Wednesday, 15 February 2012

William Gillies - Landscapes and Still Lifes

As it's the half term break, I took a trip through to Edinburgh to catch up on a few shows.  Top of the list was the William Gillies exhibition at the Scottish Gallery.

Gillies was born in Haddington in 1898, was one of the Scottish Gallery's major artists, but remains rather under-rated.  His work is quiet and subtle, with reflective interiors, views from windows, or locally Scottish landscape scenes done from the side of the road where he could park his car.  He was a well-loved teacher, and taught Elizabeth Blackadder.

This is a sepia ink drawing of Trees near Temple (Temple being Gillies's home from 1939 until his death in 1973).

It's dense, because you are glimpsing houses through tree trunks and branches, but there is a lovely calmness to it. There's also a mischevious sense there, as you're given a playful little glimpse of the buildings.  The trunks of the trees are left blank, giving a lovely vertical airiness to the piece, balancing the complexly busy horizontal band.

On the Meldons Road, painted in 1953, is a lovely subtle pastel-coloured watercolour.

It's not a painting that shouts; it doesn't depict a dramatic mountain or an extraorinary moment.  The hillside rolls up towards the sky with great familiarity, like a comfortable bedspread, and the wall at the bottom tells you that everything is very safe and enclosed and ordered.  It's a very truthful and contented piece of painting, both a recognisably real Scottish place and also about pattern-making on a 2-dimensional surface.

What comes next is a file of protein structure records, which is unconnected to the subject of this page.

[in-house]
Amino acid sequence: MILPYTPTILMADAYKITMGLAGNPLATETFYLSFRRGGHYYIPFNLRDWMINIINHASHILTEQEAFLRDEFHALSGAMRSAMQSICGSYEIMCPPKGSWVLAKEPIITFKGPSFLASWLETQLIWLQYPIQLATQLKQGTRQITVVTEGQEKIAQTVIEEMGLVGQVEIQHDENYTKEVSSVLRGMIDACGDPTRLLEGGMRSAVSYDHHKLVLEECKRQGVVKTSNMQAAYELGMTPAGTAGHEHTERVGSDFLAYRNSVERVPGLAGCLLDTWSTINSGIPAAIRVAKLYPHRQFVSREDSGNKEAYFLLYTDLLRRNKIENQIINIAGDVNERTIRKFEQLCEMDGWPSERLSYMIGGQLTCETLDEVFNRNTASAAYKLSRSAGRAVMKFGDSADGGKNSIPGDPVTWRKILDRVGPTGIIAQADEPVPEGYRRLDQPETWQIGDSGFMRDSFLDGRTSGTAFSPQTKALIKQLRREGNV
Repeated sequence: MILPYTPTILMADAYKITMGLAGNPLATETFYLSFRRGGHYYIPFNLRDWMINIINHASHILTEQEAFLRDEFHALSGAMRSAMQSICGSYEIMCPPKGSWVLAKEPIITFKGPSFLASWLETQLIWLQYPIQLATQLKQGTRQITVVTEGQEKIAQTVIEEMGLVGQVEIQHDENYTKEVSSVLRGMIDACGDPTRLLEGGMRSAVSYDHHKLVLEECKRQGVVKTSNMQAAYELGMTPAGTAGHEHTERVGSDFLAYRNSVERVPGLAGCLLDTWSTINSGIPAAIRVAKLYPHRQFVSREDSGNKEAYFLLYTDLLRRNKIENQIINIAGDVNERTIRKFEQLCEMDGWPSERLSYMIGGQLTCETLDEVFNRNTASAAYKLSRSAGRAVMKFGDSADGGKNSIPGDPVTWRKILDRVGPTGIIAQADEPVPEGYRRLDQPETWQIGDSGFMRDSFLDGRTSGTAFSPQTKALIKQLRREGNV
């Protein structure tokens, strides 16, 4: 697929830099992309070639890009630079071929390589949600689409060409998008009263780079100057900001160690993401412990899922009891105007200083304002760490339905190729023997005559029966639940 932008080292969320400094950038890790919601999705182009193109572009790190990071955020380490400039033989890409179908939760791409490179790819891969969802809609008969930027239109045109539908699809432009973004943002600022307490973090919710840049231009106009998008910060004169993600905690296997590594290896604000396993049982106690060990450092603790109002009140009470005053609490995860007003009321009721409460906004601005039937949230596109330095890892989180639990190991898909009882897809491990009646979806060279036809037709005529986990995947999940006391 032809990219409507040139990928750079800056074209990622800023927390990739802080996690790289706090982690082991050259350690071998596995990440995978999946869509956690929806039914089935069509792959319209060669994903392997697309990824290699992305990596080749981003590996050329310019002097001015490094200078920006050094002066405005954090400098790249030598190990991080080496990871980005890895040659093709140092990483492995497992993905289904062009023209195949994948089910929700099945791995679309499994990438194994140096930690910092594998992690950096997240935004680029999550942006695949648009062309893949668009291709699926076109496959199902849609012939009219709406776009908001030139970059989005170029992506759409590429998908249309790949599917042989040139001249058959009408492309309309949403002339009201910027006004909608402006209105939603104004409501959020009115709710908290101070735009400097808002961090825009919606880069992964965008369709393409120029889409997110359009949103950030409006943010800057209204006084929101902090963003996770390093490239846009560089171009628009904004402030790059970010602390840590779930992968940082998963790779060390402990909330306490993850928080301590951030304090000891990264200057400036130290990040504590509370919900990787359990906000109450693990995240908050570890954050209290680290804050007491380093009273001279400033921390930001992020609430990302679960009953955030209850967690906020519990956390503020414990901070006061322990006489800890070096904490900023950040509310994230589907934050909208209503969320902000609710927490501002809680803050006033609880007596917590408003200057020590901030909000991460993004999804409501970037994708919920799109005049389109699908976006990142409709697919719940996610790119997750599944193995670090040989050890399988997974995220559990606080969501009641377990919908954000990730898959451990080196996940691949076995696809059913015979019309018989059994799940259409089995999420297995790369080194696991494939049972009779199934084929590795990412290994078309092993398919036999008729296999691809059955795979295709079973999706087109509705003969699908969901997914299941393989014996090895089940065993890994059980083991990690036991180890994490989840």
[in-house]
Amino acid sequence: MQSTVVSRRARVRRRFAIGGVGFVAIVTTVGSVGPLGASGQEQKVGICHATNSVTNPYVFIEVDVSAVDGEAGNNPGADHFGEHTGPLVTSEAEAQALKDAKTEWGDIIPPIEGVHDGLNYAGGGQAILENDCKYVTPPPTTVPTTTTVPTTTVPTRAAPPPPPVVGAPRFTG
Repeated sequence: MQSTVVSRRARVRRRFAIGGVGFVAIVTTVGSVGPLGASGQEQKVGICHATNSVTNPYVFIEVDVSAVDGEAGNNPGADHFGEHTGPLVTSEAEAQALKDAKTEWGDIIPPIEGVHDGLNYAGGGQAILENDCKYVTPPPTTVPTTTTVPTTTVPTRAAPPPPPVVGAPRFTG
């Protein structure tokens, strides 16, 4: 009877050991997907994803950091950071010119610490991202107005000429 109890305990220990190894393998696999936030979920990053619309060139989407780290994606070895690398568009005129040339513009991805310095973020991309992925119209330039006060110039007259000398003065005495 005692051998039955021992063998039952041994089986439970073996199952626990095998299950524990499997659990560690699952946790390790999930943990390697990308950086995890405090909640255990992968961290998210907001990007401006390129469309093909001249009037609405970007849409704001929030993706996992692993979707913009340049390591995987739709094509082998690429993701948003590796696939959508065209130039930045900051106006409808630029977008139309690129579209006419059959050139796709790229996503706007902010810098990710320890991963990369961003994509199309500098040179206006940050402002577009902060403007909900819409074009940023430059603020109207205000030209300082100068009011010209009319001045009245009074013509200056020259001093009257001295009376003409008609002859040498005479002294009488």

I also loved this little watercolour of Rockcliffe.

It's just such a happy painting, with the shape of the boats mimicing both the clouds and the waves, as if everything is just right together.  The warm yellows and earthy oranges of the hillside complement the strong blues of the sea and sky, but the blue tones are also carried through the hillside, so that everything is harmonised.  The line of the land meeting the sea is squint, making it feel natural and organic, otherwise there would be a harsh line chopping the composition in half.

Also on show was this lithograph, Cottage Window, of 1946, produced for the Arts Council.

I was very interested in this, because I have one!  I got mine many years ago at the Barras.  The example in the Scottish Gallery has faded somewhat, with rather sludgy colours.  The one I have has much brighter pinks and oranges.  I asked what the edition size was of the lithograph, but unfortunately they were unable to tell me.

I love Gillies's paintings and drawings, especially the landscapes.  They're just very, very Scottish.  I think he's really under-rated, and I'd love to own one - apparently the Scottish Gallery used to have a bargain bin of his watercolours which you could pick up for 20 guineas - sadly, no longer!

The show continues at the Scottish Gallery until 3rd March. For more information, and to see all the work in the exhibition, go to the Scottish Gallery website.

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